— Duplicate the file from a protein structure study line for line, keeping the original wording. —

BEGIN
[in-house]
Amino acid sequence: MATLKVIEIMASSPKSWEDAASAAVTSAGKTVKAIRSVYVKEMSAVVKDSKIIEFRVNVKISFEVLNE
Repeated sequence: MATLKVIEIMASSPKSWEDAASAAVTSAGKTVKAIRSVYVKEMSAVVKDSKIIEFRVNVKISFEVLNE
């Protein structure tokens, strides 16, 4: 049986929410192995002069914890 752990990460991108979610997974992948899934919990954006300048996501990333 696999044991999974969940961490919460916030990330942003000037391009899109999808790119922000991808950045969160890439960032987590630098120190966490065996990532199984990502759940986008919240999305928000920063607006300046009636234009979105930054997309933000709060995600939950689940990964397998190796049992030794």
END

[in-house]
Amino acid sequence: MATLKVIEIMASSPKSWEDAASAAVTSAGKTVKAIRSVYVKEMSAVVKDSKIIEFRVNVKISFEVLNE
Repeated sequence: MATLKVIEIMASSPKSWEDAASAAVTSAGKTVKAIRSVYVKEMSAVVKDSKIIEFRVNVKISFEVLNE
């Protein structure tokens, strides 16, 4: 049986929410192995002069914890 752990990460991108979610997974992948899934919990954006300048996501990333 696999044991999974969940961490919460916030990330942003000037391009899109999808790119922000991808950045969160890439960032987590630098120190966490065996990532199984990502759940986008919240999305928000920063607006300046009636234009979105930054997309933000709060995600939950689940990964397998190796049992030794």